An increase in floor traffic and a strong closing ratio indicate that new-vehicle sales in March will improve 11 percent from the year-ago period, according to CNW’s Retail Automotive Summary.

The recent earthquake and tsunami disaster in Japan, however, is expected to impact the tight supply chain of Toyota, Nissan and Honda. Disruptions to this chain could occur within the next 45 days and impact vehicles built in Japan and shipped to the United States, as well as vehicles assembled in the United Stated with critical imported components, wrote CNW’s Art Spinella.

Despite Japan’s natural disaster and the potential negative effects on the industry worldwide, there were some positive signs in the opening days of March. Floor traffic is up 13.7 percent and closing ratios are up 1.22 percent this month compared to the year-ago period. As a result, same-store sales are up 13.77 percent compared to the year-ago period.

In addition, the CNW Jitters Index continues to fall, dropping 1.1 percent in March and indicating that consumers seem more at ease with their economic issues, according to Spinella.

These positive consumer and industry trends will help push new-vehicle sales to 1.2 million units in March, an improvement of 11 percent from the year-ago period and resulting in the best March since 2008. However, the industry will still fall below the 1.67 million units recorded in 2000 when the industry sold more than 17 million units.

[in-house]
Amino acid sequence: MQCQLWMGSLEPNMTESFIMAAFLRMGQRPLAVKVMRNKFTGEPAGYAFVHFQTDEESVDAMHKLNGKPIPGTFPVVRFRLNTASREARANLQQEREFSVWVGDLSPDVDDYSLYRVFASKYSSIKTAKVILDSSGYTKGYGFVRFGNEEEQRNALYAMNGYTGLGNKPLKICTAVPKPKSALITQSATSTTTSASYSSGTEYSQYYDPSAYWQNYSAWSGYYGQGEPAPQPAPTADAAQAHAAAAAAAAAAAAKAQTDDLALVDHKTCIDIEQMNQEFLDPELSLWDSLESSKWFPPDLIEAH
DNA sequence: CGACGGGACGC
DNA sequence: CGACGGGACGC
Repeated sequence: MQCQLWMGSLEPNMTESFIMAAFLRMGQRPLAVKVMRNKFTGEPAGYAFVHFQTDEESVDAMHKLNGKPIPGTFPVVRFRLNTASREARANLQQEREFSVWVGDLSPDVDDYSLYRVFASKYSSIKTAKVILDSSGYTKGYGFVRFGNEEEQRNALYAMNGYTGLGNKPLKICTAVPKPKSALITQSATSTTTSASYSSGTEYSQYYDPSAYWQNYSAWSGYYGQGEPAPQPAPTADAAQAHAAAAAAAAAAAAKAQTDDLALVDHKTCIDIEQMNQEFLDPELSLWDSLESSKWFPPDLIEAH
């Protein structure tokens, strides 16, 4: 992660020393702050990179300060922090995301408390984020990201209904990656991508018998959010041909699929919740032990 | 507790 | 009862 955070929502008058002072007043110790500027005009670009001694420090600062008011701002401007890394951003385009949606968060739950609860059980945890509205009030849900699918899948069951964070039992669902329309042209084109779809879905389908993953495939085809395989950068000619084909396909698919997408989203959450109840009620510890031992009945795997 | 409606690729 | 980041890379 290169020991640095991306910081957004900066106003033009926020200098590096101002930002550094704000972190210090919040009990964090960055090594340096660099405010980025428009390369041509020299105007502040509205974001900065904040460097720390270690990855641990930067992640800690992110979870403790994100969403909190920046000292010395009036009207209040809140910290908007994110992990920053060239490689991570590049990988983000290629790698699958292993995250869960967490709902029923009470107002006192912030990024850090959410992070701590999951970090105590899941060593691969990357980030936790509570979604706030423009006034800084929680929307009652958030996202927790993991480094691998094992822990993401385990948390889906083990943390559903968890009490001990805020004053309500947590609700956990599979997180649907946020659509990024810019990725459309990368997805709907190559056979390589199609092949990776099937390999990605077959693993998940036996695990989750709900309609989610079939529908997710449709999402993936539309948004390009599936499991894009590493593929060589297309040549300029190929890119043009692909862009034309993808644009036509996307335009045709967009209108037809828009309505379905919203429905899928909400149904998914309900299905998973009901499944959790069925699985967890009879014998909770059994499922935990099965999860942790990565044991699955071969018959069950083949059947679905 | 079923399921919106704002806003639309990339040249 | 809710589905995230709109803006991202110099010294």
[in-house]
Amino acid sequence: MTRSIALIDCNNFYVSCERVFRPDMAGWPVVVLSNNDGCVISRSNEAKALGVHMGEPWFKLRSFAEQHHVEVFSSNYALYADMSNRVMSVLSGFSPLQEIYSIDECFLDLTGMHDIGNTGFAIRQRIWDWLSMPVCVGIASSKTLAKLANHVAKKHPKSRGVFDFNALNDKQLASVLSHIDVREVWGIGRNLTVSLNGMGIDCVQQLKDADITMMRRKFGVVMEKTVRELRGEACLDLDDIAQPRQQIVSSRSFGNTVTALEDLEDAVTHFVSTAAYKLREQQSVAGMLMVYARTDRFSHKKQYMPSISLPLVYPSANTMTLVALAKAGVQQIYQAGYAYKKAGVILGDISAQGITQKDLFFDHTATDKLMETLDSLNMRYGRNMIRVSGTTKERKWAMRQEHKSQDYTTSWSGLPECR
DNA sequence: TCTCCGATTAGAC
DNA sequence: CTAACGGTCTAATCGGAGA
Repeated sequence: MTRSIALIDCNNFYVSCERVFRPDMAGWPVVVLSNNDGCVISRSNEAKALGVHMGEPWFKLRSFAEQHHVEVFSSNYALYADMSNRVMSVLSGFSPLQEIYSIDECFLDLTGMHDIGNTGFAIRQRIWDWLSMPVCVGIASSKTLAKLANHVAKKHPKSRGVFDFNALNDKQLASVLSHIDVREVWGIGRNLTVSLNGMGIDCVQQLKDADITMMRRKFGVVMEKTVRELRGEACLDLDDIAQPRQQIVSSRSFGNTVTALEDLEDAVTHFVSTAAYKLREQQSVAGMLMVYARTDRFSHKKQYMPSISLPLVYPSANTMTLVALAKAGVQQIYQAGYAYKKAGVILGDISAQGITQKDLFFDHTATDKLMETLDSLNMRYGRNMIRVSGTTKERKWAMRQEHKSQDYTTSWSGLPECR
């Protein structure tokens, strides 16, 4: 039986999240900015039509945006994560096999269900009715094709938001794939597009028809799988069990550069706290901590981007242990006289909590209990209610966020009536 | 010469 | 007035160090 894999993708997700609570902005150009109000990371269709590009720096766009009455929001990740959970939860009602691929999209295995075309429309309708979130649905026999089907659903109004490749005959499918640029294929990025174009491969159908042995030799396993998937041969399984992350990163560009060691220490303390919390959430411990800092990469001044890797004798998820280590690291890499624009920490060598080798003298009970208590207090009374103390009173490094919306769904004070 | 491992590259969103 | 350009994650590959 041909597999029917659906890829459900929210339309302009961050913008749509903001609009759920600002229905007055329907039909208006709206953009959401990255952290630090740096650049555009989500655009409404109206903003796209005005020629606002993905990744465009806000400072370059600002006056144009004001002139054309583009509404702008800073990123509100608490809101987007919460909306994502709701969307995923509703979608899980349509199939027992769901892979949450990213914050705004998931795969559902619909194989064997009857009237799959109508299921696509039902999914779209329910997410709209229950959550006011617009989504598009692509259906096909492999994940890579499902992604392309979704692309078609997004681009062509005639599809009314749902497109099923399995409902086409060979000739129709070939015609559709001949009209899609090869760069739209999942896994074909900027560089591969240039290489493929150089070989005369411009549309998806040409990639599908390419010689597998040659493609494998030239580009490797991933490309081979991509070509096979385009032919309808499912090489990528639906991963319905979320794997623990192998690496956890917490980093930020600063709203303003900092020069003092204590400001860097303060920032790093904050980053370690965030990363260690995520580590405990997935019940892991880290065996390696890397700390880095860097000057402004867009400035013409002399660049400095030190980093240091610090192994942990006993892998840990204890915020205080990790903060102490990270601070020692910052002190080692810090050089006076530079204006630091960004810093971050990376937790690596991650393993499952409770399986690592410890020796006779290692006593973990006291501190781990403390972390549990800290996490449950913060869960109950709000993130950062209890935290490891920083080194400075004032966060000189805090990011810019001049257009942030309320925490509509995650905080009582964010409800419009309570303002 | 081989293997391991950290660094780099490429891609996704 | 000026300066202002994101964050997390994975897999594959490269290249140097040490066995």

FICO Scores Fall in March

Credit scores continue to drop in March, following a steady decline since January of last year. “The finance industry continues to approve loans for what were just a year ago marginal buyers,” Spinella wrote.

The average FICO score for new-car buyers is 685, including leasing and balloon-note options.

The share of new-vehicle buyers with FICO scores of 670 or less is forecasted to reach 12.78 percent of total loan approvals in March.

Subprime loan approvals improved in March for new and used vehicles. On the new-car side, subprime approvals increased 28.5 percent compared to the year-ago period.

Finance, Lease and Cash Deals

Cash deals continued to decline, while leasing gained some ground in February, according to Spinella.

Leasing accounted for 23.81 percent share of new-vehicle deals and cash accounted for 6.89 percent of deals. Finance accounted for a majority of deals, with a share of 69.29 percent.

Used-Vehicle Market Summary

Looser credit is expected to help used-vehicle sales improve in March, making the first quarter of 2011 the best one since 2008, according to Spinella.

Total used-vehicle sales are forecasted to reach 2.5 million in March, an increase of 5.5 percent from the year-ago period. The improvement is spread across all channels. Franchised dealers, independent dealers and private-party sales are expected to jump 0.5 percent, 10.7 percent and 5.4 percent, respectively.

Year-to-date sales are expected to reach 6.3 million units, compared to the year-ago result of 5.9 million units.

The average FICO score of used-vehicle buyers continued to fall in March and is expected to reach 615. Nearly 39 percent of used-vehicle buyers are expected to fall below 670.

Despite the positive trends in used-vehicle sales, early March data shows that the combination of a tightened used-vehicle supply and high consumer traffic may cause a shift in the mix of vehicles available. One reason for this shift is gas prices, which may send consumers to the “car side,” Spinella suggests.

“While this will have little impact on casual sales, it will definitely affect franchised and independent dealerships that now have to beware of overloading lots with trucks or being forced to lower truck prices to facilitate a sale,” Spinella writes.